Sebastian Franck

Sebastian Franck Sprichwörter 1555.jpg

Sebastian Franck (c. 1499 – c. 1543) was a sixteenth-century German Protestant Reformer, theologian, freethinker, humanist, and radical reformer. Ordained as a Roman Catholic priest, he converted to Lutheranism in 1525 but became increasingly dissatisfied with Lutheran doctrines, religious dogmatism in general, and the concept of an institutional church. He gradually developed his own vision of an invisible spiritual church, universal in scope, an ideal to which he remained faithful until the end of his life. In 1531, after the publication of his major work, Chronica, Zeitbuch und Geschichtsbibel (Chronica: Time Book and Historical Bible), a wide-ranging study of Catholic heresies and heretics, Franck was imprisoned briefly by the Roman Catholic authorities and forced to leave Strassburg. In 1539 he was similarly compelled to leave Ulm by Lutheran critics.

Contents

Franck came to believe that God communicates with individuals through the portion of the divine remaining in each human being. He eventually dismissed the human institution of the church, claiming that the true church was composed of all those, regardless of their faith, who allowed the spirit of God to work with them. Franck considered the Bible to be a book full of contradictions that veiled its true message. He did not view Redemption as a historical event, and regarded doctrines such as the Fall of Man and redemption by the crucifixion of Christ as figures, or symbols, of eternal truths.

Life

Franck was born about 1499 at Donauwörth, Bavaria. He later styled himself Franck von Word because of his birthplace. Franck entered the University of Ingolstadt on March 26, 1515, and afterward went to Bethlehem College, incorporated with the university, as an institution of the Dominicans at Heidelberg. Soon after 1516, he was ordained and named a curate in the Roman Catholic diocese of Augsburg. A fellow student of the Reformer Martin Bucer at Heidelberg, Franck probably attended the Augsburg conference in October of 1518 with Martin Bucer and Martin Frecht.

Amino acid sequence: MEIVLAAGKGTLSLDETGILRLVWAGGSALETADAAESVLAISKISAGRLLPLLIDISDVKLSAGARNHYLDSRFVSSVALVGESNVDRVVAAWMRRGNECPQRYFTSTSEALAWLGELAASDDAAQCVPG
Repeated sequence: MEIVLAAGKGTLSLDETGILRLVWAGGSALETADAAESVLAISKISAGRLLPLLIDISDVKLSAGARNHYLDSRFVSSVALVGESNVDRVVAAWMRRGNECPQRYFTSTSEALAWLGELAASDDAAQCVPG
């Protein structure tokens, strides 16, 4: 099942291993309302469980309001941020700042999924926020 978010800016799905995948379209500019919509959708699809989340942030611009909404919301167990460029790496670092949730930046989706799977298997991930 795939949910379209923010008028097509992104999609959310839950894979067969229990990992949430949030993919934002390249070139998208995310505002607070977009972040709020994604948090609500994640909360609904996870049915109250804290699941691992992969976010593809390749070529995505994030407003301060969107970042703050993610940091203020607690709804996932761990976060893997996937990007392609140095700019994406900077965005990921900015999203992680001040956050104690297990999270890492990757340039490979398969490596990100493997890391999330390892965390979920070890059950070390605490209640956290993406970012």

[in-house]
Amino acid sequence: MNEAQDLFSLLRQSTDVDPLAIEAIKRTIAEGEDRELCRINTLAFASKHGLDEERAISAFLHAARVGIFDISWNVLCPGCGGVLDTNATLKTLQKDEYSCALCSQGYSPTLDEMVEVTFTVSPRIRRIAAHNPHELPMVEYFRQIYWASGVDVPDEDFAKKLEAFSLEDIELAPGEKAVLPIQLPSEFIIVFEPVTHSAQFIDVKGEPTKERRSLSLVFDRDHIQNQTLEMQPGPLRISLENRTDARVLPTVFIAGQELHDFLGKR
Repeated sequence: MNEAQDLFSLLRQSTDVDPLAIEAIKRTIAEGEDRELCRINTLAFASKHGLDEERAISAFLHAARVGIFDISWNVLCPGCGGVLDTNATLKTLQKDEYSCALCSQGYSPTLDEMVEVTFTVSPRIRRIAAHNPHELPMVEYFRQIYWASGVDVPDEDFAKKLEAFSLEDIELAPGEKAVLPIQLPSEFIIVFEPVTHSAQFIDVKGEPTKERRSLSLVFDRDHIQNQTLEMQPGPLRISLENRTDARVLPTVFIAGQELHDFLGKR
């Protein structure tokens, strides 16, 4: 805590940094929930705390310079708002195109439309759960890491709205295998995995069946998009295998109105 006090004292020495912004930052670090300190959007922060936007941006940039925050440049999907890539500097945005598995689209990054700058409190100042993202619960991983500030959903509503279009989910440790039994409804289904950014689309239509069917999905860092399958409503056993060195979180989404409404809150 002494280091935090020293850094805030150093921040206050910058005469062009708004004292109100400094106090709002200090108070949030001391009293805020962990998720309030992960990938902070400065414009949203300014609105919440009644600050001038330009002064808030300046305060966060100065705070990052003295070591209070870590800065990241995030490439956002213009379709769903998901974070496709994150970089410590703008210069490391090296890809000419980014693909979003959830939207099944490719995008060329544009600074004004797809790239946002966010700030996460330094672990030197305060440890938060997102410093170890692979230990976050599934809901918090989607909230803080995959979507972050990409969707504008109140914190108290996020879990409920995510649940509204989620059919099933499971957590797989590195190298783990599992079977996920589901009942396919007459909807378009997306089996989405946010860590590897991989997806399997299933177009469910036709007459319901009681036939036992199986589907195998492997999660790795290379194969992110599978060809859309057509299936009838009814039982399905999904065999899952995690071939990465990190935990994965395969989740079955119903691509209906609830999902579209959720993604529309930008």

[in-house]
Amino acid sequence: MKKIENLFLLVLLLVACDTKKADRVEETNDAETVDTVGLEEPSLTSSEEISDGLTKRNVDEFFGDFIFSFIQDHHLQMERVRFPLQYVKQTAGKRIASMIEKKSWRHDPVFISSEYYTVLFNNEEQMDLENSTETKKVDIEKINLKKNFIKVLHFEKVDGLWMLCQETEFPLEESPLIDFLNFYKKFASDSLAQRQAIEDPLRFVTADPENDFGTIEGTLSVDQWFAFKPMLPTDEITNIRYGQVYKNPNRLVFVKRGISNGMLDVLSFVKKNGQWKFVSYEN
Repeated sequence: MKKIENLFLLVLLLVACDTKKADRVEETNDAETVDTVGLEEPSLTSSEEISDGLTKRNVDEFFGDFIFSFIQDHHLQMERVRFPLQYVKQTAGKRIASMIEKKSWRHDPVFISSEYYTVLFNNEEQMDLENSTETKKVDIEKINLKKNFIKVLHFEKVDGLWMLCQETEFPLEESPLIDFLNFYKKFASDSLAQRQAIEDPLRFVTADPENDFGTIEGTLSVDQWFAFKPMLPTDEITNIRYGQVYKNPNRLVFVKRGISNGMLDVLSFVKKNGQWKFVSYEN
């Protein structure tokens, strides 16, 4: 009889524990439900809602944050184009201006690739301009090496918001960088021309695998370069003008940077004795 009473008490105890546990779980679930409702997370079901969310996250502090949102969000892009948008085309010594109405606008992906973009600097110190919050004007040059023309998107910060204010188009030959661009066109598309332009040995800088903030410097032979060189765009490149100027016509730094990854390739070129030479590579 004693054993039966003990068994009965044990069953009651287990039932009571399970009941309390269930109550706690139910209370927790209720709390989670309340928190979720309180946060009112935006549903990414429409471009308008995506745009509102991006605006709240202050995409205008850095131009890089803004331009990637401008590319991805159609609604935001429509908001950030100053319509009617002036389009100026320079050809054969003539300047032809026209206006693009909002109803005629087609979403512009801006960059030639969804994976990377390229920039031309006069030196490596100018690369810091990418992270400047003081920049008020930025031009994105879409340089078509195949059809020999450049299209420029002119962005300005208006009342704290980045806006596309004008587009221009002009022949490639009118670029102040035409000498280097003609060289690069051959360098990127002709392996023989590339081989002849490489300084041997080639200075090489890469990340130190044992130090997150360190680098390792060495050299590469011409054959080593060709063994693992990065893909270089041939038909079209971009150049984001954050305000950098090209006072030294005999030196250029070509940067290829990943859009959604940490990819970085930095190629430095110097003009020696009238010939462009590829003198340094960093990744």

In 1525 Franck gave up his curacy, joined the Lutherans at Nuremberg, and became preacher at Gustenfelden. His first work was a German translation (with additions) of the first part of the Diallage (or Conciliatio locorum Scripturae), directed against Sacramentarians and Anabaptists by Andrew Althamer, then deacon of St. Sebalds at Nuremberg. Franck was apparently disappointed by the moral results of the Reformation, and began to move away from Lutheranism. He apparently came in contact with the Anabaptist Hans Denck's disciples at Nürnberg, but soon denounced Anabaptism as dogmatic and narrow. Franck became increasingly dissatisfied with Lutheran doctrines, religious dogmatism in general, and the concept of an institutional church.

On March 17, 1528, he married a gifted lady, whose brothers, pupils of Albrecht Dürer, had got into trouble through Anabaptist tendencies. In the same year he wrote a treatise against drunkenness. In the autumn of 1529, in search of greater spiritual freedom, Franck moved to Strassburg, which was then a center for religious radicals and reformers. There he became a friend of the Reformer and mystic Kaspar Schwenckfeld, who strengthened Franck's antipathy to dogmatism. In the same year he produced a free version of the famous Supplycacyon of the Beggers, written abroad by Simon Fish. Franck, in his preface, says the original was in English; elsewhere he says it was in Latin.

To his translation (1530) of a Latin Chronicle and Description of Turkey (Turkenchronik), by a Transylvanian captive, which had been prefaced by Luther, he added an appendix holding up the Turk as in many respects an example to Christians. He also substituted, for the dogmatic restrictions of Lutheran, Zwinglian and Anabaptist sects, the vision of an invisible spiritual church, universal in scope, an ideal to which he remained faithful. In 1531 Franck published his major work, the Chronica, Zeitbuch und Geschichtsbibel (Chronica: Time Book and Historical Bible), a wide-ranging anti-Catholic study of heresies and heretics, largely compiled on the basis of the Nuremberg Chronicle (1493). Its treatment of social and religious questions reflected the attitudes of the Reformation. In it Franck exhibited a strong sympathy with "heretics," and urged fairness to all kinds of freedom of opinion. He was driven from Strassburg by the authorities, after a short imprisonment in December, 1531. He tried to make a living in 1532 as a soapboiler at Esslingen, and in 1533 moved to Ulm, where he established himself as a printer and on October 28, 1534, was admitted as a burgess.